Breaking News
More () »

Austin's Leading Local News: Weather, Traffic, Sports and more | Austin, Texas | KVUE.com

Two Austin-area Aggies claim Texas A&M mishandled their sex abuse cases

"I don't think any victim should have to walk around on campus with the person who assaulted them ever again," said Hillis.

AUSTIN — Two former Texas A&M students, who live in the Austin area, are hoping to spark change by coming forward with their stories of sex abuse.

This happened after another Aggie, Hannah Shaw, tweeted her displeasure with how Texas A&M treated her sex assault case. @hannahlol wrote on June 7, "I'm unhappy the boy who r*ped me is back on the swim team."

28-year-old Abbie Hillis and 22-year-old Meghan Romere want TAMU to take responsibility for what happened to them and to make sure it doesn't happen to other sex assault victims.

"I don't think any victim should have to walk around on campus with the person who assaulted them ever again," said Hillis.

"They should do the right thing from the beginning, stand with victims, they should take care of them," said Romere.

Both women accuse Texas A&M of failing them when they needed their university the most.

Romere's incident allegedly happened in 2016 when she was a tutor for the athletic department.

"October 24, 2016, in a tutoring session he exposed himself to me and began masturbating in front of me," she said.

Romere reported the incident to police and the university.

The next morning, Romere said she learned the same football player exposed himself to another tutor.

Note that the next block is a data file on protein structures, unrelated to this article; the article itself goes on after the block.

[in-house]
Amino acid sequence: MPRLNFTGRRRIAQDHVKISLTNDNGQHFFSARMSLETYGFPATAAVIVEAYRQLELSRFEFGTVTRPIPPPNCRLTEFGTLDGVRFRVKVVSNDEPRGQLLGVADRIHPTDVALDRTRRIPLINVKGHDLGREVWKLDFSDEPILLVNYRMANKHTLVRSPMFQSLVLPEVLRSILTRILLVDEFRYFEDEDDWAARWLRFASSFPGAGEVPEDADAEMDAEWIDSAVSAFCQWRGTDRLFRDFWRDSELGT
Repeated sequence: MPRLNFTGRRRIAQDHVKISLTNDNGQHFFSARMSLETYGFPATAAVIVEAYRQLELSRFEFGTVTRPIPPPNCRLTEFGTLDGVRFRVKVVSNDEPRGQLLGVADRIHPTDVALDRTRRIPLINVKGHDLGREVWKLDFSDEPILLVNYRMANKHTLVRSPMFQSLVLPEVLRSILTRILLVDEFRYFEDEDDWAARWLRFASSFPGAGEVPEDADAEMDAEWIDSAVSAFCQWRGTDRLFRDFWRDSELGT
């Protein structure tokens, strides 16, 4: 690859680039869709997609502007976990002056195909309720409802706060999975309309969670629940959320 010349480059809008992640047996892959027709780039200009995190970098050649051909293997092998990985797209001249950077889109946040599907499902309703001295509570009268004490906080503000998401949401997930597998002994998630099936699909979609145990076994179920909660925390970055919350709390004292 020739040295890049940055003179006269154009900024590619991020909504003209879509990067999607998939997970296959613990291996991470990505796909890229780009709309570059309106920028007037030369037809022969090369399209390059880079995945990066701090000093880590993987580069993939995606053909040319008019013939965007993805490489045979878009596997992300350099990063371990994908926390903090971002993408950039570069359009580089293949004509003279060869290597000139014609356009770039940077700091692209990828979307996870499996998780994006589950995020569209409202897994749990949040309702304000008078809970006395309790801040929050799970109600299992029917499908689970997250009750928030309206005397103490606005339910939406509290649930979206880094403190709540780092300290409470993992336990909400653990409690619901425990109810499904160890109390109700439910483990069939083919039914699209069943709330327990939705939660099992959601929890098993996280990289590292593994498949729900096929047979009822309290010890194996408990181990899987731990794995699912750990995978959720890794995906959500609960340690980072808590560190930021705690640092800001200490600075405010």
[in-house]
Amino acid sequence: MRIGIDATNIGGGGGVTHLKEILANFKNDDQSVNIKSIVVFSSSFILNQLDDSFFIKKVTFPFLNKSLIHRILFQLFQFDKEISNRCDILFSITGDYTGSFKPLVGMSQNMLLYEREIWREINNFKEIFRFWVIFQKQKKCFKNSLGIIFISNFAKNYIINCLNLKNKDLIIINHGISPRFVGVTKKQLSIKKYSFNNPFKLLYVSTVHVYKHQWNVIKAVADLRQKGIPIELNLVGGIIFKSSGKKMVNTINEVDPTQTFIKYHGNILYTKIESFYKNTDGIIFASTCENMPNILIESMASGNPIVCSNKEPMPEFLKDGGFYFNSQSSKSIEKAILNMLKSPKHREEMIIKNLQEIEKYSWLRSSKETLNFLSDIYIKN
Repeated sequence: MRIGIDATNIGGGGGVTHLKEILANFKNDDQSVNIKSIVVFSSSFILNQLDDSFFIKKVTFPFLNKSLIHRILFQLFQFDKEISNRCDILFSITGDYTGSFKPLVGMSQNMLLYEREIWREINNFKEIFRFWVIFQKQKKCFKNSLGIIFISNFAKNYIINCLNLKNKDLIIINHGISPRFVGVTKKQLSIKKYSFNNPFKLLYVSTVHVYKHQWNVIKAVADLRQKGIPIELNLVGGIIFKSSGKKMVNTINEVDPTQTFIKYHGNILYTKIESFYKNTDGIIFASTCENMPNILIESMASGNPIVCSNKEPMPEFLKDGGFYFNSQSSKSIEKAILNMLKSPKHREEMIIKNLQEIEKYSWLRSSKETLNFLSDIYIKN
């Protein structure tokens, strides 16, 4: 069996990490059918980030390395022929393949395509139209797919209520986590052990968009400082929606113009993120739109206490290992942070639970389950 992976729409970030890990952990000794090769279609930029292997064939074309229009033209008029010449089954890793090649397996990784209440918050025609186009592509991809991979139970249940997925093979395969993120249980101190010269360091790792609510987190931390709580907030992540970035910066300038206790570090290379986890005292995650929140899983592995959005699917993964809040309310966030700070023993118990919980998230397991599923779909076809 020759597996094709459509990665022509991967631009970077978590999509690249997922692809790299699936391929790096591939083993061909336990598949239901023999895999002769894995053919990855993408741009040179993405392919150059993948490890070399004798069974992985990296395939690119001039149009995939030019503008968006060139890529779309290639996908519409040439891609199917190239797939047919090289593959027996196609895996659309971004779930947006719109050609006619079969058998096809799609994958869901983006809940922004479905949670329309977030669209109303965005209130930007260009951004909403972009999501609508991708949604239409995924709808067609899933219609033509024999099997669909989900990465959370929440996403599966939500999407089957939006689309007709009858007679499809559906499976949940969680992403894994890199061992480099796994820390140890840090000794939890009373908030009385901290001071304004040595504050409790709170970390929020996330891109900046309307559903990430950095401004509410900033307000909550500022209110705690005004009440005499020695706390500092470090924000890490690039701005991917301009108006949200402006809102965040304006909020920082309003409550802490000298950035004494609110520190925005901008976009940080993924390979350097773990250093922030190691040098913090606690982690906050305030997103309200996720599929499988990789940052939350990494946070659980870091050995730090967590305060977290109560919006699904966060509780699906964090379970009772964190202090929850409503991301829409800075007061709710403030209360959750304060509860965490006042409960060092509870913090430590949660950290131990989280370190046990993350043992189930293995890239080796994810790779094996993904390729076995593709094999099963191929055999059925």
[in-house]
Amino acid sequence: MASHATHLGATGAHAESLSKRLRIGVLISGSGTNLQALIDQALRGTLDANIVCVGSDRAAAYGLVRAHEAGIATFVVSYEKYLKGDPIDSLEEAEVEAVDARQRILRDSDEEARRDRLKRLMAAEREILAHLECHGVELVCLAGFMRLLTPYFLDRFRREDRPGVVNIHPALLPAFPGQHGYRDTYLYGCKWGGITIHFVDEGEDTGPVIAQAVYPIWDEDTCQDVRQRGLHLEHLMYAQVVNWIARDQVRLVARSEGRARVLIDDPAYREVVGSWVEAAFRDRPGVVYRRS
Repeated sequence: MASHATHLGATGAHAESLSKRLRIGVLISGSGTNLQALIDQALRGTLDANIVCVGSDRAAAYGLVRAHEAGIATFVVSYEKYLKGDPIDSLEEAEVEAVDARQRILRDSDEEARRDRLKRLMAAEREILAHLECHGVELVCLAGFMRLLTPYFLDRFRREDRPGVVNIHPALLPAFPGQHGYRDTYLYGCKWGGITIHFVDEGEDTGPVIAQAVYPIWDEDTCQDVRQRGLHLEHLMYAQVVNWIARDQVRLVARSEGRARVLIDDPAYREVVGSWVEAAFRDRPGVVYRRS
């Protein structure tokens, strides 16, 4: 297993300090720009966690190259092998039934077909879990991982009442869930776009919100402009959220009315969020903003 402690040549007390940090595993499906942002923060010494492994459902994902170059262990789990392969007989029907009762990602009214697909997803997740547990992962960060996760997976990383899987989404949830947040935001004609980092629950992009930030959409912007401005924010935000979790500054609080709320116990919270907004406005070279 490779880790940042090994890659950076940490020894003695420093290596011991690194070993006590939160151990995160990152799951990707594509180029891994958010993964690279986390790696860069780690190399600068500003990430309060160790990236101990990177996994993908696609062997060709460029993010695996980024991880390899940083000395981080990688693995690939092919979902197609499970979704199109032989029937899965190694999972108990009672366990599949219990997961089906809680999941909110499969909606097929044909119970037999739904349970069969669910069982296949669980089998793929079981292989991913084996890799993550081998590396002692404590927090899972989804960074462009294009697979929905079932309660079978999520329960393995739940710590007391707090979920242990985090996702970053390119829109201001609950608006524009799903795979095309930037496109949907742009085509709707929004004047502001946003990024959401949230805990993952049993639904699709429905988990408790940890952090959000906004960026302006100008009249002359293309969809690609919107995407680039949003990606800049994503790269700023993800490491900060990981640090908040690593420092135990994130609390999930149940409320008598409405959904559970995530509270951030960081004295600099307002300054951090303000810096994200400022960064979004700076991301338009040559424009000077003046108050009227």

Romere said a school disciplinary hearing eventually found the student responsible for committing indecent exposure and removed him from the football team for two days.

"He had committed the act and he had exposed himself to me and to the other tutor, however, because he was experiencing a bad case of jock itch, that he could not be responsible for his actions and he was let off...We were appalled. We were like are you kidding me?! This is ridiculous," said Romere.

It wasn't until Romere spoke anonymously to the media that more permanent action was taken.

She is anonymous no more.

"I had to go the media and drag Texas A&M's name through the mud for a little bit before they actually did anything which I mean c'mon, that shouldn't be necessary," said Romere.

Hillis' case is a little older.

In 2010, Hillis said she was sexually assaulted at an off campus party.

"They did find me naked, they found me with leggings ripped, next to the side of me," Hillis said.

Hillis reported it to police and A&M officials. She is still waiting for justice.

"I want people to know it's a consistent systemic problem at Texas A&M," said Hillis.

That's why they've started a closed Facebook group called #MeTooTAMU.

There's also a petition on Change.org that has more than 1,375 signatures demanding change in Aggieland -- change like tougher punishment for those found responsible for sexual assaults, not just suspensions.

These accidental advocates are hoping their voices will give strength for others to come forward.

Texas A&M President, Michael Young, released a response Friday. To view the statement, click here.